It’s happened to all of us. You’re unpacking your travel bag after a long trip, and you’re dyin’ to get to bed. Eager to brush up and hit the rack, you grab your toothbrush, and aim for the toothpaste. Nothing. Groggy-eyed, you fumble around some more, searching. Still nothing. Looks like you forgot the toothpaste – again. After the front desk informs you they’re out, you wonder what you’re going to do. Should you even bother to brush? Well, as it turns out, according to the American Dental Association, brushing without toothpaste might be just what you needed.
In a six-month trial published in the Journal of the American Dental Association, patients who first brushed their teeth with a toothbrush that didn’t contain toothpaste (and then with toothpaste afterwards) saw a 63% reduction in plaque build-up, and a 55% drop in bleeding. Now that’s something worth co...
Sippy cups. The cup for toddlers. Or, is it? After all, there’s the “transition cup,” the “toddler cup” and the “kid bottle.” Which is correct? Then there are a multitude of styles and materials to choose from ... not to mention the fact that certain types of sippy cups tend to land kids in the E.R.! What? We’re going to help you get through all of this muck with the help of some very well educated and experienced Mommy bloggers. Off we go!
If you laugh in the face of your child each time they toss their sippy cup across the room, and not a spill is to be found, you have mechanical engineer (and parent), Richard Belanger to thank for your entitled mockery. In 1988, tired of cleaning up after his son Bryan, Belanger designed what would become, the first sippy cup. So, parents (!) ... a big round of applause for Mr. Bellanger!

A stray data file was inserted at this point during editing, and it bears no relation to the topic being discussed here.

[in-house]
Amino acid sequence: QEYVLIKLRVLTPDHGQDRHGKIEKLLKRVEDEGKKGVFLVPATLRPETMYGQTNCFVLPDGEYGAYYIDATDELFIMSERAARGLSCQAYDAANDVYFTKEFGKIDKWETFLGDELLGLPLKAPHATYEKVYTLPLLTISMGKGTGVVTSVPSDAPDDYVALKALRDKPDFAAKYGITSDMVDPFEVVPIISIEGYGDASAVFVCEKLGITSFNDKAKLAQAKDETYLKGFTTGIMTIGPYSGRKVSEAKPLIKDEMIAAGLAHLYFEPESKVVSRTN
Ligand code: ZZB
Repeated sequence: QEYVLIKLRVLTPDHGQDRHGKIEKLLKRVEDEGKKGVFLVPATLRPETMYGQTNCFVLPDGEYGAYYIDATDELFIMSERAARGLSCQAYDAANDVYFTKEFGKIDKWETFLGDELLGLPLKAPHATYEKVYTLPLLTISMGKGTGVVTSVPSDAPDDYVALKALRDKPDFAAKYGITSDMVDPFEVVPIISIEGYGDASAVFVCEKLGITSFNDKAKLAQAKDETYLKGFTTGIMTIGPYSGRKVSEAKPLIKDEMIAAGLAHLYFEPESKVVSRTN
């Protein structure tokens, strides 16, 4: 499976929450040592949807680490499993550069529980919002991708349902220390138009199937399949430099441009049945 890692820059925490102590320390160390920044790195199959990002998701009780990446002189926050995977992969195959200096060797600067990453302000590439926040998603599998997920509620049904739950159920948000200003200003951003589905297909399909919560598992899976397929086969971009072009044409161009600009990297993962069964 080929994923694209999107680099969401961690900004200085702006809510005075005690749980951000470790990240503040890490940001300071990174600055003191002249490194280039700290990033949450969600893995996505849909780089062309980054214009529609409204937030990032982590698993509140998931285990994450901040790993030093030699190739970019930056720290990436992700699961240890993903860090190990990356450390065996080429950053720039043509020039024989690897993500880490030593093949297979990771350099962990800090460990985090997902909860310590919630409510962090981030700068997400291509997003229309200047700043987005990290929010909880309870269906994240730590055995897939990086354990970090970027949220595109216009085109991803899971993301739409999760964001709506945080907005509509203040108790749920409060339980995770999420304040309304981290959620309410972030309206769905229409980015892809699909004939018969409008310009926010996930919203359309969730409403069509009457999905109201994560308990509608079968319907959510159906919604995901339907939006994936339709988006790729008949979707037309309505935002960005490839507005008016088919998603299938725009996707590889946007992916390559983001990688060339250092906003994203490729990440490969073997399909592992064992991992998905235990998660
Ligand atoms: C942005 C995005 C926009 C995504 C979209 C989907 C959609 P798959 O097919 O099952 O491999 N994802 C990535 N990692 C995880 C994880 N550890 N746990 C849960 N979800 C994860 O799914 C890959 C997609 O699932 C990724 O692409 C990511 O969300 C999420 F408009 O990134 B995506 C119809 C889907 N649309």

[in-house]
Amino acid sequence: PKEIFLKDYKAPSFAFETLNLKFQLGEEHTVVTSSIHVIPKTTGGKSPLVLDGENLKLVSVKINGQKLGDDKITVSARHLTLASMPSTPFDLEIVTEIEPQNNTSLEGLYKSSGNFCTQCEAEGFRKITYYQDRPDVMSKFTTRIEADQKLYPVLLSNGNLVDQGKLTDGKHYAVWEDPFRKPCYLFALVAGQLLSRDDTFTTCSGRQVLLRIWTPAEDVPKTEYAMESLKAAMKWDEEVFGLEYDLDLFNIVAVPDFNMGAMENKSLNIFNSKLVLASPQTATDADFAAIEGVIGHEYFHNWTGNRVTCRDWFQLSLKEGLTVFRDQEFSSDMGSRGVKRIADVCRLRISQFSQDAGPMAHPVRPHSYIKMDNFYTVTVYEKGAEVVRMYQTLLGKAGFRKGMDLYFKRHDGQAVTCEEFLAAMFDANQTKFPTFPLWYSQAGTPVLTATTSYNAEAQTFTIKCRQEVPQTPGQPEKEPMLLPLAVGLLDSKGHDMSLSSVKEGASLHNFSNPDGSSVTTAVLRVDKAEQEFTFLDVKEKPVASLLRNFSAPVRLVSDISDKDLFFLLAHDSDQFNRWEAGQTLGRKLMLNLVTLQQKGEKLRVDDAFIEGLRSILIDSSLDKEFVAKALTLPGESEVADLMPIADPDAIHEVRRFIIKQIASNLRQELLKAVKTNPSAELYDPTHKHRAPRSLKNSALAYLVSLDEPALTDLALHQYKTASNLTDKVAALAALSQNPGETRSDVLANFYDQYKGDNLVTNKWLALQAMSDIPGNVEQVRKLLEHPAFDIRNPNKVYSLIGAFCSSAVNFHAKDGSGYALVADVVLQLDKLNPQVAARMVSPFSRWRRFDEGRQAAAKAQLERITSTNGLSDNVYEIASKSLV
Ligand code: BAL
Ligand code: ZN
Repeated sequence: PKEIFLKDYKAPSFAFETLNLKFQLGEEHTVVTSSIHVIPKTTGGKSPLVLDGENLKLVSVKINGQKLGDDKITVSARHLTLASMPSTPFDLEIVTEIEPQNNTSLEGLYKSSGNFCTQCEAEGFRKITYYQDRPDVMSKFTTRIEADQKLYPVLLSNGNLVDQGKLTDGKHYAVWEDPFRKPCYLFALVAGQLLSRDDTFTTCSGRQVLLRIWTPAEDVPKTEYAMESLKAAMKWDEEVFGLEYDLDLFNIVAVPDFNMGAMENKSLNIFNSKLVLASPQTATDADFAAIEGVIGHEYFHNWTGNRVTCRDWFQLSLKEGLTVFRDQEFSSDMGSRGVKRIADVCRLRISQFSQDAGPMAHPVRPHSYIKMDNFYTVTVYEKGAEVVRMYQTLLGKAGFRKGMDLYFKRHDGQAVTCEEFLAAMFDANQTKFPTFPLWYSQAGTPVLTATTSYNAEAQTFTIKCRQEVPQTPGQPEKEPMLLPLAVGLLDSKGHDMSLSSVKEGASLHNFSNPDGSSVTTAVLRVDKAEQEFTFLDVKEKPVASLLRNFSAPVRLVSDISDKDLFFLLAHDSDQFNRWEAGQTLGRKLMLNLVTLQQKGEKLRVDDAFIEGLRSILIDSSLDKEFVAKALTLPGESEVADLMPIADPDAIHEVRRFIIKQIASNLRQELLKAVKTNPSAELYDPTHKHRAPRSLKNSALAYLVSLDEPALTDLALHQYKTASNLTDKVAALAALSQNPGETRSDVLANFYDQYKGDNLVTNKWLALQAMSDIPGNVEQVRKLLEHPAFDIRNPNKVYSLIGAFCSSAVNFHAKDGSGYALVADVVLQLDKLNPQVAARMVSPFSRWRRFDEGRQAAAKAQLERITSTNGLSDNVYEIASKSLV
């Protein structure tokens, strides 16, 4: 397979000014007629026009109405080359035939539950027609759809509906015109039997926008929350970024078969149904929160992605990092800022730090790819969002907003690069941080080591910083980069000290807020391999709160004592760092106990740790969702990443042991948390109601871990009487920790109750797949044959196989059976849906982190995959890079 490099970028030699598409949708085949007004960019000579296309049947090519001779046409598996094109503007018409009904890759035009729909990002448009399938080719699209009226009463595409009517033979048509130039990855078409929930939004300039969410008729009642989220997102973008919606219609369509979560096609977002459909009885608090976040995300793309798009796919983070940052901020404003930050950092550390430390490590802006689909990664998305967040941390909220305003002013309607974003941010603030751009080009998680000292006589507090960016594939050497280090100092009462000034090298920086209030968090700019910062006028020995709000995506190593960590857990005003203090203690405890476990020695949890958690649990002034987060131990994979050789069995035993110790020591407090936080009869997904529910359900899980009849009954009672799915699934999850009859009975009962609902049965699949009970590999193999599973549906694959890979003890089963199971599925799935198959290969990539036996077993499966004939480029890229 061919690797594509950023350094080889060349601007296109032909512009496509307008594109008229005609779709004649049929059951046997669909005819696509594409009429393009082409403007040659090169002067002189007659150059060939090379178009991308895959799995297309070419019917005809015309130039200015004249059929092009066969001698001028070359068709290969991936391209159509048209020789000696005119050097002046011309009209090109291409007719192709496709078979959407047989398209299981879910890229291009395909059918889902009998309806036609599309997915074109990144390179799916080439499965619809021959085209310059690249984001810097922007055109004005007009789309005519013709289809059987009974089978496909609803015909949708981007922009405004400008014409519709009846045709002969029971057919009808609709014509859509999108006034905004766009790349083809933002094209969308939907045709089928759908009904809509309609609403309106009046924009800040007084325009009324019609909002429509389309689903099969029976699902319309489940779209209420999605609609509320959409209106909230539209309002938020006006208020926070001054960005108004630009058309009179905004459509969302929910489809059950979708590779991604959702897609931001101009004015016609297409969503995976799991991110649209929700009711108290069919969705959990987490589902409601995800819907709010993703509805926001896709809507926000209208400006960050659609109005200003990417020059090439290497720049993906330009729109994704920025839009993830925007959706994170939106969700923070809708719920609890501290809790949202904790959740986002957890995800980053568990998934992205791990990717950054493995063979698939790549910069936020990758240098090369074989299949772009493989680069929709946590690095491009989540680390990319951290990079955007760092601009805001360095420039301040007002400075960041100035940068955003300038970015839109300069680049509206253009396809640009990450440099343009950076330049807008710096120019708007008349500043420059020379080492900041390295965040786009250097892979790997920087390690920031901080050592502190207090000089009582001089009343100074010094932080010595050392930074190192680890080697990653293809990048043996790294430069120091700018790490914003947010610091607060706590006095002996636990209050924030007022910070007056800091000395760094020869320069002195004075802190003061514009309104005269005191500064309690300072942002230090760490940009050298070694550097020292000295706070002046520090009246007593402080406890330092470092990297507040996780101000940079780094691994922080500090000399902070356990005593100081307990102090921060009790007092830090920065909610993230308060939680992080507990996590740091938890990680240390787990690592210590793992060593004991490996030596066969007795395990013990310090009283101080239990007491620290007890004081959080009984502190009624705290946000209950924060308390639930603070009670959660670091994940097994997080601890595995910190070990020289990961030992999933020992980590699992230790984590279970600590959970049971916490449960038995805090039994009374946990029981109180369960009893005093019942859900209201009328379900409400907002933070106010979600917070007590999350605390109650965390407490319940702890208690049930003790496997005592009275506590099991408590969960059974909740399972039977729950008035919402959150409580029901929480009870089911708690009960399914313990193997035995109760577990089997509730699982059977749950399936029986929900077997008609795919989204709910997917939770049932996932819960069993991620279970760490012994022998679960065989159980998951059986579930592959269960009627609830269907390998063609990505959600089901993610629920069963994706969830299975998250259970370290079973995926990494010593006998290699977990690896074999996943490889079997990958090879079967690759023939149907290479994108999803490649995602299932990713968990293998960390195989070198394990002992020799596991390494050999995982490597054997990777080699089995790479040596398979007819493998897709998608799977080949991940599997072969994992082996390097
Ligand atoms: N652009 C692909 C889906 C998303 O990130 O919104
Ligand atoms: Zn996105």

"Mom, do you know what's going on with my tongue? … It's got some weird patches on it … yuck!"
How's that for a question not commonly found in the parental handbook? What your child is most likely concerned about is what is referred to as a "geographic tongue." The condition is nothing serious, and it really doesn't have much to do with Geography. It is something you might want to know about, though, particularly if your child is wondering why their tongue suddenly looks like it’s sporting the map of Europe.
So, What IS that Funny Shape?
Geographic tongue is a harmless condition of the tongue caused by the loss of some of the tiny little pinkish-white "bumps" that cover the surface of the tongue. Those bumps, called papillae, serve two main functions, the first is to help create friction and grip the food that enters your mouth, and the second is to provide...
If your child is afraid of the dentist, they’re not alone. In fact, a majority of adults have a fear of the dentist –- as many as 75% -- according to the Dental Fears Research clinic at the University of Washington. This anxiety is primarily caused by a bad experience of his or her own during childhood. But such fears are unfounded, and helping to make your child comfortable during their visit is the best way to ensure a positive experience for everyone. What are some of the ways you can help?
Don’t Teach them to be Scared: One thing you have to realize is that fear of the dentist isn’t passed with mother’s milk. It’s an acquired fear. Ironically enough, parents are often the ones most responsible for teaching this fear to their unsuspecting offspring. Remember, kids don’t know they’re supposed to be scared. The first visit to a dentist is the same to...